The Edge School of the Arts, ESOTA, the Carl Bartlett, Jr. Sextet, Soprano singer Mari-Yan Pringle, Braata Productions, and members of the Vissi Dance Theater will be performing from 7 to 10 p.m. for attendees to enjoy.

General admission ticket holders as well as the VIP will enjoy the evening of performances, local vendors, food from the Brownstone and of course artistry. There will be high and low tables, several stages, food and art stations and more.

“We want to show artists’ potential, support new and emerging artists as well as those who have a reputation,” Karteron said. “This is a smorgasbord of the arts.”

Sponsors of the event are JetBlue, TD Bank, Resorts World Casino, Greater Jamaica Development Corporation, Astoria Federal Savings, RCGA+DM, Health First, EmblemHealth and Brownstone.

General admission tickets are $100, and students with identification can purchase $50 tickets. To purchase tickets online, visit web.ovationtix.com/trs/pe/9812569. To become a sponsor, call 718-658-7400.



What to do with the kids this weekend

| ctumola@queenscourier.com



Friday, September 21

4 p.m. – 9 p.m., Viva La Comida!, the first-ever 82nd Street Partnership event, will shine a spotlight on the fun, food and entertainment options in Elmhurst/Jackson Heights. Food trucks will be everywhere, and the event will include the 82nd Street dance troupe from the Mestizo Art Center, performances by the NY Jazz Academy, the International String Duo and a pop-up crafts market in the Jackson Heights Cinema. Free.

Saturday, September 22

11:30 a.m., Come to aspecial screening of “Hotel Transylvania” at the Museum of the Moving Image before it hits the movie theaters on Sept. 28. In this major animated motion picture, Dracula (whose voice is provided by Adam Sandler) invites some of the world’s most famous monsters—Frankenstein and his bride; the Mummy; the Invisible Man; and others—to celebrate his daughter’s 118th birthday. Free with museum admission.

1:10 p.m., At Bark in the Park 2 attendees of the Mets baseball game against the Miami Marlins will have the opportunity to sit with their pooches and fellow dog lovers and their pets in designated seats. The profit of the dog ticket and a portion of the human ticket will benefit the North Shore Animal League. To participate in the pre-game dog parade, report to the Bullpen Gate by noon with tickets. This gate opens at 11:40 a.m.

3 p.m. – 8 p.m.,The Queens Museum of Art, in partnership with El Museo del Barrio, The Studio Museum in Harlem & cariBBeing, presents Carnival Panorama: Families Celebrate Carnival Traditions as part of the public programming for the current exhibition Caribbean: Crossroads of the World. This free event will include demonstrations of old Carnival Caribbean traditions, including musical workshops and performances. There will also be face painting and balloon sculpting.

6:30 p.m., The second annual Flicks in the Garden at Sunnyside Gardens Park will feature family-friendly live music and rare cartoons from the 1930s and 1940s. The folk Irish duo New York Trad will play music near an open dance floor before an outdoor cinema will be created.

7 p.m., The Third Annual Making Movies Dance Festival at the Jamaica Performing Arts Center will feature the Creative Outlet Dance Theatre, Synthesis, Dance Project, MAWU Dance and Latihente Dance.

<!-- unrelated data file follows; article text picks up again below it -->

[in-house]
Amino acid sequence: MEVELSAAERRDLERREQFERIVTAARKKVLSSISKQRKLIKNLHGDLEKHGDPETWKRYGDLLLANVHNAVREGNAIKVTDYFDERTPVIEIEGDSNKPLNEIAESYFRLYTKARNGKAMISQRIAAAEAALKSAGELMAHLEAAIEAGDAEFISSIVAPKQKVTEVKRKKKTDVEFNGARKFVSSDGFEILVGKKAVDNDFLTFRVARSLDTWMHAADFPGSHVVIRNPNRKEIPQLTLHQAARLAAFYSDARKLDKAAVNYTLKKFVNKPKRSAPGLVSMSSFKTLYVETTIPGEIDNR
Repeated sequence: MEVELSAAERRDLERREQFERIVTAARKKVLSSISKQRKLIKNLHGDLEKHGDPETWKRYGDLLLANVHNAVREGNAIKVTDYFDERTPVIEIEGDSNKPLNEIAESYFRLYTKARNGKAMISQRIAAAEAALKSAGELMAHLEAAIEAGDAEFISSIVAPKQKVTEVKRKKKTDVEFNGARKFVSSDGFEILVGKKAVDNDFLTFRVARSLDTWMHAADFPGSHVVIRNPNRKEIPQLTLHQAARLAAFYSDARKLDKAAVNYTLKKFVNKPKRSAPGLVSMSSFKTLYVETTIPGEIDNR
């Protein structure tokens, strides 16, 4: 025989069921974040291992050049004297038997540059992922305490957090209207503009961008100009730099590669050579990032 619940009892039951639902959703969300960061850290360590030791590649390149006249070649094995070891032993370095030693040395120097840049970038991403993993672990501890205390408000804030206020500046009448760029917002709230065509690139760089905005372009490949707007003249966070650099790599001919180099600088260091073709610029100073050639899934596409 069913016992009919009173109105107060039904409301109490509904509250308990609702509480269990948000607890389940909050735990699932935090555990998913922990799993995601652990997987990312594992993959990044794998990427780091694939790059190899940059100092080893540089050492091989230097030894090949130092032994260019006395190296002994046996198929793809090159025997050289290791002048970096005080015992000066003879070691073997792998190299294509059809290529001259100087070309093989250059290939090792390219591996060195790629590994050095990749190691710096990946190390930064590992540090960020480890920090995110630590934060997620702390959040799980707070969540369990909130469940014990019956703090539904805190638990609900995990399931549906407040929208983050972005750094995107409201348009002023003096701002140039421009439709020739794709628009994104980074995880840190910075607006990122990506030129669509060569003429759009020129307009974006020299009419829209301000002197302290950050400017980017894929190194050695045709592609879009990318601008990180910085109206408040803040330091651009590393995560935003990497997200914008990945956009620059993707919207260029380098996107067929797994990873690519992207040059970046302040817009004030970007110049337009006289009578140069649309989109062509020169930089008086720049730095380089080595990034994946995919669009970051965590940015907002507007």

Saturday, September 22 – Sunday, September 23

10 a.m. – 4 p.m., At the 2012 Fall Mamas Expo get insider access to local schools, services, specialists and products currently available to Queens families. Plus, there will be a marionette performance, business promotions, a screening of the Charlie Chaplin movie “The Kid” and all-day access to the Museum of the Moving Image.

11 a.m. – 6 p.m., The 30th Annual Queens County Fair at the Queens County Farm Museum is a traditional county fair with blue-ribbon contests in livestock, produce, home crafts, pie-eating, corn-husking, arm wrestling, hayrides and carnival rides.

Sunday, September 23

11:00 a.m.  – 2:00 p.m., Come to the Fall Family Festival at the Samuel Field Y for a day of arts and crafts, carnival rides and games, food and refreshments  as well as the first Summer Camp and Early Childhood Open House of the new season.

12 p.m., The annual Queens Hispanic Pride Parade in Jackson Heights will be held on Sunday afternoon.

2 p.m. – 8 p.m., A Time to Remember: An Evening of Positive Entertainment is a family event featuring interfaith and multicultural entertainment and messages in the form of music, dance, steel pan playing, arts, crafts, fashion, face-painting and games. Bring chairs and blanket. Free.



Friday, September 21 – Sunday, September 23

10:30 a.m. (Friday, Saturday) 1 p.m.(Sunday), Sesame Street Live will be at the Nassau Coliseum for three days, starting September 21.

Saturday, September 22

12 p.m. – 1 p.m., At the Museum of Modern Art’s Animal Adventures event, children and their parents can watch classic animated and live-action short films with an animal theme.

Saturday, September 22 – Sunday, September 23

11 a.m., 1 p.m., 3 p.m., Come to the Long Island Children’s Museum this weekend to see Dora the Explorer Live! “Dora’s Pirate Adventure.”

Sunday, September 23

11 a.m., Family-friendly band Lunch Money is performing at the 92YTribeca, singing about roller coasters, giant cookies, getting dizzy and more childhood themed topics.

1 p.m. – 4 p.m., At the Eighth Annual Kite Flight on the rooftop of the Port Authority Bus Terminal, there will be free kite making and flying workshops, a musical performance by Louie & Subanda, a flying yoga demonstration by Om Factory, jugglers, unicyclists and other circus performers, face painting, street games and an old fashioned hot dog cart. Free.